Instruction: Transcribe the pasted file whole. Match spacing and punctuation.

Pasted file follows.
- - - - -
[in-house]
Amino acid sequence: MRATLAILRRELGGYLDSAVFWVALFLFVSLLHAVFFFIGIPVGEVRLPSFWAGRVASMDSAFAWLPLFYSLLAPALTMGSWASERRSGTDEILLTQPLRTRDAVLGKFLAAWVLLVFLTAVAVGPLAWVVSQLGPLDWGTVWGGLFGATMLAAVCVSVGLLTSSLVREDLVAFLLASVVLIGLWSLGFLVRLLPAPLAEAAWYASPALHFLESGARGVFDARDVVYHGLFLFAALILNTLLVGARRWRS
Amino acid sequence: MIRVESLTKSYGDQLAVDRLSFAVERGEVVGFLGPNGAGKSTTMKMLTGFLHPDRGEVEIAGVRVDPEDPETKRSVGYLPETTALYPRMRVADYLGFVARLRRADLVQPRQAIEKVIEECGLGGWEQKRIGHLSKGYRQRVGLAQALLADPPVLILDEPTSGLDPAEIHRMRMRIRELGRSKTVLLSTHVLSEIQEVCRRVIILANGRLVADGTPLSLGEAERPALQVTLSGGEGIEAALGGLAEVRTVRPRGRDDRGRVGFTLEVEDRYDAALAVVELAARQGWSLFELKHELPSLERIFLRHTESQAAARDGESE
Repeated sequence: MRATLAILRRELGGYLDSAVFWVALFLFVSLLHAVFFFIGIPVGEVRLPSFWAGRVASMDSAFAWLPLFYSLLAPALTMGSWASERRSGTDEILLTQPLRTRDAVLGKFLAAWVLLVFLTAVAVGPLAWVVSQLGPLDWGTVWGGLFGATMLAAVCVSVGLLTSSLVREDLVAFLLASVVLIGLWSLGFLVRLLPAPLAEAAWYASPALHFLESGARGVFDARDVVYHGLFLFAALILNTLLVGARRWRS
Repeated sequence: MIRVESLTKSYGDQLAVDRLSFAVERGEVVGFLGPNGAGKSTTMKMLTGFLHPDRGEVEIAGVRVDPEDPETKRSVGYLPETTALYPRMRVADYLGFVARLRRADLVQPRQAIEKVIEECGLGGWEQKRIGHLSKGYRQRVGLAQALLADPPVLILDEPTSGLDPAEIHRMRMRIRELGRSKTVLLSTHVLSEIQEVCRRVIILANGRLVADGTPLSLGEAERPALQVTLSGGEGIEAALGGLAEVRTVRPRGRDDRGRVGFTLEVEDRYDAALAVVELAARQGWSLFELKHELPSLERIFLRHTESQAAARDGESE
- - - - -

[in-house]
Amino acid sequence: MRATLAILRRELGGYLDSAVFWVALFLFVSLLHAVFFFIGIPVGEVRLPSFWAGRVASMDSAFAWLPLFYSLLAPALTMGSWASERRSGTDEILLTQPLRTRDAVLGKFLAAWVLLVFLTAVAVGPLAWVVSQLGPLDWGTVWGGLFGATMLAAVCVSVGLLTSSLVREDLVAFLLASVVLIGLWSLGFLVRLLPAPLAEAAWYASPALHFLESGARGVFDARDVVYHGLFLFAALILNTLLVGARRWRS
Amino acid sequence: MIRVESLTKSYGDQLAVDRLSFAVERGEVVGFLGPNGAGKSTTMKMLTGFLHPDRGEVEIAGVRVDPEDPETKRSVGYLPETTALYPRMRVADYLGFVARLRRADLVQPRQAIEKVIEECGLGGWEQKRIGHLSKGYRQRVGLAQALLADPPVLILDEPTSGLDPAEIHRMRMRIRELGRSKTVLLSTHVLSEIQEVCRRVIILANGRLVADGTPLSLGEAERPALQVTLSGGEGIEAALGGLAEVRTVRPRGRDDRGRVGFTLEVEDRYDAALAVVELAARQGWSLFELKHELPSLERIFLRHTESQAAARDGESE
Repeated sequence: MRATLAILRRELGGYLDSAVFWVALFLFVSLLHAVFFFIGIPVGEVRLPSFWAGRVASMDSAFAWLPLFYSLLAPALTMGSWASERRSGTDEILLTQPLRTRDAVLGKFLAAWVLLVFLTAVAVGPLAWVVSQLGPLDWGTVWGGLFGATMLAAVCVSVGLLTSSLVREDLVAFLLASVVLIGLWSLGFLVRLLPAPLAEAAWYASPALHFLESGARGVFDARDVVYHGLFLFAALILNTLLVGARRWRS
Repeated sequence: MIRVESLTKSYGDQLAVDRLSFAVERGEVVGFLGPNGAGKSTTMKMLTGFLHPDRGEVEIAGVRVDPEDPETKRSVGYLPETTALYPRMRVADYLGFVARLRRADLVQPRQAIEKVIEECGLGGWEQKRIGHLSKGYRQRVGLAQALLADPPVLILDEPTSGLDPAEIHRMRMRIRELGRSKTVLLSTHVLSEIQEVCRRVIILANGRLVADGTPLSLGEAERPALQVTLSGGEGIEAALGGLAEVRTVRPRGRDDRGRVGFTLEVEDRYDAALAVVELAARQGWSLFELKHELPSLERIFLRHTESQAAARDGESE